Swayed by the testimonies of the kidnappers who implicated Carty, along with other evidence such as her fingerprints being inside vehicles used in the crime, and phone records showing she had numerous calls with one of the kidnappers that night, the jury convicted Carty in 2002. She was sentenced to die by lethal injection.

Why is the Linda Carty verdict controversial?

Carty and her supporters have always protested her innocence, citing multiple reasons why the conviction should be thrown out. One is the alleged incompetence of her attorney – a much-maligned figure named Jerry Guerinot who has been dubbed ‘the most dangerous defence lawyer’ in America because of his notorious track record of losing capital murder cases.

The idea that Carty had planned to cut Rodriguez open with scissors has also been criticised. For one thing, being a close neighbour of Rodriguez, it seemed unlikely she wouldn’t have known she’d already given birth. For another, the scissors brandished in court by the prosecution were blunt and round-edged, incapable of being used in any kind of makeshift surgery.

Supporters also point to the lack of forensic evidence connecting Carty to the kidnapping victims and the unreliability of testimonies from known criminals who were then given lesser sentences. Carty maintains that they deliberately framed her as revenge for her work as an informant with the DEA, saying in an interview, ‘it was too difficult just to kill me, so they hatched this plot’.

Damningly, one of the kidnappers stated in a 2014 affidavit that prosecution attorneys had ‘threatened and intimidated’ him into providing testimony that helped convict Carty of murdering Rodriguez.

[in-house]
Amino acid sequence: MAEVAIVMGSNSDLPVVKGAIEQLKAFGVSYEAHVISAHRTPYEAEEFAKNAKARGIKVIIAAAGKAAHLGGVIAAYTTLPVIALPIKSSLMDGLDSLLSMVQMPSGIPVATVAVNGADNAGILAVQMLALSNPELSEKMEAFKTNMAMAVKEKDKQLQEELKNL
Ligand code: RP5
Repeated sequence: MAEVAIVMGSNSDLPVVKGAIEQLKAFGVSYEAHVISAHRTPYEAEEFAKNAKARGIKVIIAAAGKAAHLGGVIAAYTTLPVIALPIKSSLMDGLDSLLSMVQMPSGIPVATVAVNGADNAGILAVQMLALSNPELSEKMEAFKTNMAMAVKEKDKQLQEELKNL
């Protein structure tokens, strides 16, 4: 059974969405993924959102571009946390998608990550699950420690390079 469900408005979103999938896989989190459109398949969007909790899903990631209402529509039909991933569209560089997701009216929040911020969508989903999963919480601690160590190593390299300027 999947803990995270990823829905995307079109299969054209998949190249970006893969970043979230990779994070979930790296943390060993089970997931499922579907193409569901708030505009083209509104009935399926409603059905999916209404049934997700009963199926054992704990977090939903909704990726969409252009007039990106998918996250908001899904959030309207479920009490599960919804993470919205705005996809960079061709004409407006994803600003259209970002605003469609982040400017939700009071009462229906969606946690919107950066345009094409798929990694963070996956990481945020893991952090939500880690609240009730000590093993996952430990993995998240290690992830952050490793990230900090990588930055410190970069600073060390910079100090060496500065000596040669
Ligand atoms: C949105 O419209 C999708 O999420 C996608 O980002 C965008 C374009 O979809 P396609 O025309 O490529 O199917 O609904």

Carty’s former DEA handler, Charles Mathis, also submitted an affidavit accusing the prosecution of trying to keep him in line by threatening to interrogate him in court over an ‘invented affair that [he] was supposed to have had with Linda’. Mathis has since spoken out about Carty not having received a fair trial.

What will happen to Linda Carty?

Buoyed by support from family, friends and celebrities alike, Carty has made multiple unsuccessful appeals over the years.

In 2010, the British government submitted an official brief to the United States Supreme Court, sternly pointing out that British consular officials had not been immediately notified of Carty’s detention by Texas authorities. The brief emphasised that this was a breach of international law. Just as mystifying was the fact that her own trial counsel ‘made no attempt to correct that failure’, depriving Carty of the legal assistance that the British government could have provided.

In the words of the brief, such assistance would have uncovered ‘forceful mitigating evidence, including affidavits from top officials in Saint Kitts attesting to Ms. Carty’s good character and a clinical psychiatric assessment showing a disturbing history of abuse and trauma.’

Linda Carty remains on death row and may be handed an execution date at any point. If it is carried out, she will become the first British woman to be executed since Ruth Ellis in 1955.